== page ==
Date of Award


Degree Type


Degree Name

Doctor of Philosophy (PhD)




Slavoj Zizek argues that, if Althusser was an adamant structuralist who reduced subject to a mere function of ideology, Lacan was a genuine critic of such a position, who showed how the subject can separate itself from the symbolic structure of ideology. Zizek's portrayal of the debate, however, is not only based on a misapprehension of Lacan's own theory but also fails to notice that, when the two theorists collided on the question of structuralism in the late 1960s, the issue was not the separation, but how ideology as a social practice is to be situated in relation to other social practices. In this debate, it was actually Lacan who upheld structuralism.

Based on this rectified picture of the debate, I argue that Althusser may better assist us in understanding the logic of politics of emancipation. I maintain that the difficulty Althusser faced in his theorization of ideological revolt did not arise from his refusal of Lacan's idea of the subject of the unconscious located "beyond interpellation" but from his non-critical acceptance of a proposition of classical Marxism which tautologically defines the dominant ideology as the ideology of the dominant class.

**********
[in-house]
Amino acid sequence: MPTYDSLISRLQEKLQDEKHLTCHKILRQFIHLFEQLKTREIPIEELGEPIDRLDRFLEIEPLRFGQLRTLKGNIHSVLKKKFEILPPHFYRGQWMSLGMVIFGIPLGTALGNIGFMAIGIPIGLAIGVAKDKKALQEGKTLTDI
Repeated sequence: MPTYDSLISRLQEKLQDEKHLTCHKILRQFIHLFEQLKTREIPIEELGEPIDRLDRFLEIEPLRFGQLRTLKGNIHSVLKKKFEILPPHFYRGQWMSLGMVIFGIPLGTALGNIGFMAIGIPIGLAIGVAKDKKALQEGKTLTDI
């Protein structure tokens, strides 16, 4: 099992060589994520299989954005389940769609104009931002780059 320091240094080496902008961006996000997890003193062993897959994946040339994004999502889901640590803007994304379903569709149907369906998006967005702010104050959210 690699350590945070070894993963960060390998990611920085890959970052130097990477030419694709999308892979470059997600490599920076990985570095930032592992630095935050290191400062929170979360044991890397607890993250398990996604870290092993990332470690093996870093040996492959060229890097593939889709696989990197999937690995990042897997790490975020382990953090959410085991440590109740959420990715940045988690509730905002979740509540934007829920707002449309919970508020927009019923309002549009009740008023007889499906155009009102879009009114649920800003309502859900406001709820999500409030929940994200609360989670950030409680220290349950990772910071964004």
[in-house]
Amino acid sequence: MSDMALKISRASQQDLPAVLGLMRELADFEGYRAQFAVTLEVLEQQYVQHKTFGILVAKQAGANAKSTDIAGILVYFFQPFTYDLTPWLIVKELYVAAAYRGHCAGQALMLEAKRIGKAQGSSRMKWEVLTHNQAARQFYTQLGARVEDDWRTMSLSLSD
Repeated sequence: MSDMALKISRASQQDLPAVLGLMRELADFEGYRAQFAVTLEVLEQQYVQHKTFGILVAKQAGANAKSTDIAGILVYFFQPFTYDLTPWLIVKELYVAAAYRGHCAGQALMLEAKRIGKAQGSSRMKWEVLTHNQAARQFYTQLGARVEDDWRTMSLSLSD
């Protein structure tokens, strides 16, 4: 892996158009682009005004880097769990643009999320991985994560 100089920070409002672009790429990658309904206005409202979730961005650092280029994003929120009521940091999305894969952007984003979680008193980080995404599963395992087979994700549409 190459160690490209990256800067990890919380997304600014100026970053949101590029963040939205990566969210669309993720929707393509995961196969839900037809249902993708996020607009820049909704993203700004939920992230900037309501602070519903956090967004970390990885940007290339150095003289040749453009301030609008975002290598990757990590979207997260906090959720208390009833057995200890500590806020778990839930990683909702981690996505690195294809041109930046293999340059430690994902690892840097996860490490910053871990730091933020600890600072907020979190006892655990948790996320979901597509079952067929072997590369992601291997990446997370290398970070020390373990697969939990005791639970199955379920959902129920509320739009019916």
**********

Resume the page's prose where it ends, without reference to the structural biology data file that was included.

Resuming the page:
My dissertation, however, does not dismiss Lacan's problematic; quite the contrary, it proposes to regard him as a theorist of civility who tried to tackle the issue of extreme violence. Moreover, I demonstrate that Althusser himself was drawn near such a theoretical motif of Lacan's in some of his posthumously published texts on Machiavelli. I examine convergences and divergences in their attempts to theorize a politics of civility.

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Creative Commons License
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